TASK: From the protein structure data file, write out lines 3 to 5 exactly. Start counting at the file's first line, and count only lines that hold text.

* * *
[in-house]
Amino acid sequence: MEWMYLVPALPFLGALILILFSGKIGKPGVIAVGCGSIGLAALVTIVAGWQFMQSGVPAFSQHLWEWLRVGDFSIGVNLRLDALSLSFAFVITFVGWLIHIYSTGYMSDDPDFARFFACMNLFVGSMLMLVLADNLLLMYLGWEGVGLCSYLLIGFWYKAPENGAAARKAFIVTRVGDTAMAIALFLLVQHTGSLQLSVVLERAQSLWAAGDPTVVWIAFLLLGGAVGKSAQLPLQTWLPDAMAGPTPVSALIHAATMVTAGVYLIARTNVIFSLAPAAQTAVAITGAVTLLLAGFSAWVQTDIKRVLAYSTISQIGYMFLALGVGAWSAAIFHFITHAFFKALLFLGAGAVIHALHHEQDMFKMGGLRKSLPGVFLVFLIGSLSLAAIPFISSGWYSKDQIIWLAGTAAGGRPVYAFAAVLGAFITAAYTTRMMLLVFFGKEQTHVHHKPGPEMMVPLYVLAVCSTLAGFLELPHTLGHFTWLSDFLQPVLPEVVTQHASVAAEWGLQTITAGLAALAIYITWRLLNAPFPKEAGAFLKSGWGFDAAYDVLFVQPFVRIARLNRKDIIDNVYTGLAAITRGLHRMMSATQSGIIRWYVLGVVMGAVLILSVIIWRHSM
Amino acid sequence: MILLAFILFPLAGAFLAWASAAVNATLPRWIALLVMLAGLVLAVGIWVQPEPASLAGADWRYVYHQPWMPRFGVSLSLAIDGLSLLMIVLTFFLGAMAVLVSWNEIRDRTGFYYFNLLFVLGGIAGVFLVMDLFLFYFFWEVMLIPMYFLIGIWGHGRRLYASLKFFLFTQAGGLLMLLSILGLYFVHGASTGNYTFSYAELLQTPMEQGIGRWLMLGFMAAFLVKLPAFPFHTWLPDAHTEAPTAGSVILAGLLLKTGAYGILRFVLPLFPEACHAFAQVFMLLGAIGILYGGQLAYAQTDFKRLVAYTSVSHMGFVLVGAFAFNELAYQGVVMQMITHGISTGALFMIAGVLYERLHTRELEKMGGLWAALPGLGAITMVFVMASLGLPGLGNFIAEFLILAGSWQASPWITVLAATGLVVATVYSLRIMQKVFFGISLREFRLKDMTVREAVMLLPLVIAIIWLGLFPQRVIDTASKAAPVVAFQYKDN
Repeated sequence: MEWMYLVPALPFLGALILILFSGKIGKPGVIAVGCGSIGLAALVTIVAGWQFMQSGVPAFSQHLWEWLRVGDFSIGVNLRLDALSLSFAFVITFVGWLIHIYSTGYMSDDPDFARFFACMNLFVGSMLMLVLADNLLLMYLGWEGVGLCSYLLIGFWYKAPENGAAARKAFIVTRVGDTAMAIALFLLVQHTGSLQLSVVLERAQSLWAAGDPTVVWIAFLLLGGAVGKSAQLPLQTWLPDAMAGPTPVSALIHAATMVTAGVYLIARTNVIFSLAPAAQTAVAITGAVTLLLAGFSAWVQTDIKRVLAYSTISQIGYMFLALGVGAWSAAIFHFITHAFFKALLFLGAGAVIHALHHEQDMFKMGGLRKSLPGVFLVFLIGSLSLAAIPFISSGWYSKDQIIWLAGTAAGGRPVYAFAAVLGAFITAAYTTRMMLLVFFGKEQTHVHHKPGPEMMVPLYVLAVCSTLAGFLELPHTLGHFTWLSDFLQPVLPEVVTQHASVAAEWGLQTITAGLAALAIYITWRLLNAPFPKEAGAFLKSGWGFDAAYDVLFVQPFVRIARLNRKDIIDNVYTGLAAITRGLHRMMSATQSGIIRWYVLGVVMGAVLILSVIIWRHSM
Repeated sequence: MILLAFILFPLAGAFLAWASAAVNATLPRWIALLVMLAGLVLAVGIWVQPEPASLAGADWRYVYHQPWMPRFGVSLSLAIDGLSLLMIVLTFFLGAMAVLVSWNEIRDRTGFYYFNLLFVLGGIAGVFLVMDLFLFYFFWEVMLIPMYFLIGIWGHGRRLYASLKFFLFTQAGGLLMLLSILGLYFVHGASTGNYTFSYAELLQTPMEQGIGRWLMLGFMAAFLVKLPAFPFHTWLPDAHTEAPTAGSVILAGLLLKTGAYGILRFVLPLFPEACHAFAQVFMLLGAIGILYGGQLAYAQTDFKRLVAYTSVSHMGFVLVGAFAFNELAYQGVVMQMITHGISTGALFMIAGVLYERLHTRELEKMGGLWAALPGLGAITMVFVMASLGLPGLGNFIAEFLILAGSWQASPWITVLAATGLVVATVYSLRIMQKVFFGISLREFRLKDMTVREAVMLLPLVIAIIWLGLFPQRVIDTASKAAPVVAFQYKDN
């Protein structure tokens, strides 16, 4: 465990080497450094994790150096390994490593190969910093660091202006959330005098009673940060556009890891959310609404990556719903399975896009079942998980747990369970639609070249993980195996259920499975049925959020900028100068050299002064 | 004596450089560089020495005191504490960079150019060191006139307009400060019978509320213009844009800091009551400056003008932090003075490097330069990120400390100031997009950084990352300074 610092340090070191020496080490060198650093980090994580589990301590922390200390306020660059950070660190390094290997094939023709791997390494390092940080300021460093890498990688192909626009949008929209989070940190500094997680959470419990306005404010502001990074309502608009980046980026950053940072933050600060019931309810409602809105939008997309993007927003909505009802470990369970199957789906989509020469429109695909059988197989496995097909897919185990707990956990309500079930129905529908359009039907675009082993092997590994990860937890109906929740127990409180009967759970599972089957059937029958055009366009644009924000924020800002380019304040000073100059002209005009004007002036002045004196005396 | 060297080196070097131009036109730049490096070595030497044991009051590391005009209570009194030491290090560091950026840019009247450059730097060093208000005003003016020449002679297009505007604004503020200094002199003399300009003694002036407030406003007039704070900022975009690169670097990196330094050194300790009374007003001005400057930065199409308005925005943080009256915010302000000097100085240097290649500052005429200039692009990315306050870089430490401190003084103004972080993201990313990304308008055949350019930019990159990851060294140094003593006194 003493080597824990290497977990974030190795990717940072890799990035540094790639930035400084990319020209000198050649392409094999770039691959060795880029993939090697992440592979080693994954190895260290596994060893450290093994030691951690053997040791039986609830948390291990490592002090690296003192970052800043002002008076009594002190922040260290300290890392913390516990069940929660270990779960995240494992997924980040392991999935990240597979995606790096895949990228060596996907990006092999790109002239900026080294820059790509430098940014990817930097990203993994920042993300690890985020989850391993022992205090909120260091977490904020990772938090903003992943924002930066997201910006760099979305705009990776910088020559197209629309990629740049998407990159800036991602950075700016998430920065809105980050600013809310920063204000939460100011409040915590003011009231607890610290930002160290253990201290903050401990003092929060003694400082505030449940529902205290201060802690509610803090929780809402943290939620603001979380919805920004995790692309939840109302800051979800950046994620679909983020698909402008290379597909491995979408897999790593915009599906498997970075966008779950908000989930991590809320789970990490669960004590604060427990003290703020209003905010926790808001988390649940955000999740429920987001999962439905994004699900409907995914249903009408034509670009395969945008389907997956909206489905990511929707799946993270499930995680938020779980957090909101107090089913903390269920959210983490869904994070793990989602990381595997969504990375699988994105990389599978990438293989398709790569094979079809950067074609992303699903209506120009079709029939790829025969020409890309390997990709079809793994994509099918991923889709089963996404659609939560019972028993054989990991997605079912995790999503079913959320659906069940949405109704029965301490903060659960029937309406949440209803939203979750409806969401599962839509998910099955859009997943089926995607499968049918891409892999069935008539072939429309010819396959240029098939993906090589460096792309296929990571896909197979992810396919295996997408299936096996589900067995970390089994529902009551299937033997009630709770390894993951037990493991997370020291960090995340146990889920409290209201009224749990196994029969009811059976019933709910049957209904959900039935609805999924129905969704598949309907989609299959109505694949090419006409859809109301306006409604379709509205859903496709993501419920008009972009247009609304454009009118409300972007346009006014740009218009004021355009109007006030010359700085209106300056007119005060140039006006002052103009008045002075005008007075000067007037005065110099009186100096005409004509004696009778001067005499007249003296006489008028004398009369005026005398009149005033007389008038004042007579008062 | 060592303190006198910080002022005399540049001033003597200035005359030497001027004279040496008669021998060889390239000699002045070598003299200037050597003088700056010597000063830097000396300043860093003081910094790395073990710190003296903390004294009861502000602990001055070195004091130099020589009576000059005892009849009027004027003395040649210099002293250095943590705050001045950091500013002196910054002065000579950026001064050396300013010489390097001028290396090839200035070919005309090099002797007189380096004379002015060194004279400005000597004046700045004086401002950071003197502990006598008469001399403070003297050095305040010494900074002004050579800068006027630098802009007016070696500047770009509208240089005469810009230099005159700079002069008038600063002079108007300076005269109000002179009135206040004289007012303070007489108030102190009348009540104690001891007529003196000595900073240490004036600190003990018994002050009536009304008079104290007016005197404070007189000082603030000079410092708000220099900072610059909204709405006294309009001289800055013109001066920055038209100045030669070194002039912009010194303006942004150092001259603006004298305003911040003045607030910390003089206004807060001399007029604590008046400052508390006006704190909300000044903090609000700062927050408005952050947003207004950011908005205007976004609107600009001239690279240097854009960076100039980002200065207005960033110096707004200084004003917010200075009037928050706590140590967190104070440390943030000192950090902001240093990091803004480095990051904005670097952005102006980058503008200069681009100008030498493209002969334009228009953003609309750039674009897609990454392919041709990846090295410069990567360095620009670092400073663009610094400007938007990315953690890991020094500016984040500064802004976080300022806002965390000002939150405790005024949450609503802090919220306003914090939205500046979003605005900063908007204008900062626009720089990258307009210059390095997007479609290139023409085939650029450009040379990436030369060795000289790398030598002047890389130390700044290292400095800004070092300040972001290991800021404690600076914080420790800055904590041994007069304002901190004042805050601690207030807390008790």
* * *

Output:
Amino acid sequence: MILLAFILFPLAGAFLAWASAAVNATLPRWIALLVMLAGLVLAVGIWVQPEPASLAGADWRYVYHQPWMPRFGVSLSLAIDGLSLLMIVLTFFLGAMAVLVSWNEIRDRTGFYYFNLLFVLGGIAGVFLVMDLFLFYFFWEVMLIPMYFLIGIWGHGRRLYASLKFFLFTQAGGLLMLLSILGLYFVHGASTGNYTFSYAELLQTPMEQGIGRWLMLGFMAAFLVKLPAFPFHTWLPDAHTEAPTAGSVILAGLLLKTGAYGILRFVLPLFPEACHAFAQVFMLLGAIGILYGGQLAYAQTDFKRLVAYTSVSHMGFVLVGAFAFNELAYQGVVMQMITHGISTGALFMIAGVLYERLHTRELEKMGGLWAALPGLGAITMVFVMASLGLPGLGNFIAEFLILAGSWQASPWITVLAATGLVVATVYSLRIMQKVFFGISLREFRLKDMTVREAVMLLPLVIAIIWLGLFPQRVIDTASKAAPVVAFQYKDN
Repeated sequence: MEWMYLVPALPFLGALILILFSGKIGKPGVIAVGCGSIGLAALVTIVAGWQFMQSGVPAFSQHLWEWLRVGDFSIGVNLRLDALSLSFAFVITFVGWLIHIYSTGYMSDDPDFARFFACMNLFVGSMLMLVLADNLLLMYLGWEGVGLCSYLLIGFWYKAPENGAAARKAFIVTRVGDTAMAIALFLLVQHTGSLQLSVVLERAQSLWAAGDPTVVWIAFLLLGGAVGKSAQLPLQTWLPDAMAGPTPVSALIHAATMVTAGVYLIARTNVIFSLAPAAQTAVAITGAVTLLLAGFSAWVQTDIKRVLAYSTISQIGYMFLALGVGAWSAAIFHFITHAFFKALLFLGAGAVIHALHHEQDMFKMGGLRKSLPGVFLVFLIGSLSLAAIPFISSGWYSKDQIIWLAGTAAGGRPVYAFAAVLGAFITAAYTTRMMLLVFFGKEQTHVHHKPGPEMMVPLYVLAVCSTLAGFLELPHTLGHFTWLSDFLQPVLPEVVTQHASVAAEWGLQTITAGLAALAIYITWRLLNAPFPKEAGAFLKSGWGFDAAYDVLFVQPFVRIARLNRKDIIDNVYTGLAAITRGLHRMMSATQSGIIRWYVLGVVMGAVLILSVIIWRHSM
Repeated sequence: MILLAFILFPLAGAFLAWASAAVNATLPRWIALLVMLAGLVLAVGIWVQPEPASLAGADWRYVYHQPWMPRFGVSLSLAIDGLSLLMIVLTFFLGAMAVLVSWNEIRDRTGFYYFNLLFVLGGIAGVFLVMDLFLFYFFWEVMLIPMYFLIGIWGHGRRLYASLKFFLFTQAGGLLMLLSILGLYFVHGASTGNYTFSYAELLQTPMEQGIGRWLMLGFMAAFLVKLPAFPFHTWLPDAHTEAPTAGSVILAGLLLKTGAYGILRFVLPLFPEACHAFAQVFMLLGAIGILYGGQLAYAQTDFKRLVAYTSVSHMGFVLVGAFAFNELAYQGVVMQMITHGISTGALFMIAGVLYERLHTRELEKMGGLWAALPGLGAITMVFVMASLGLPGLGNFIAEFLILAGSWQASPWITVLAATGLVVATVYSLRIMQKVFFGISLREFRLKDMTVREAVMLLPLVIAIIWLGLFPQRVIDTASKAAPVVAFQYKDN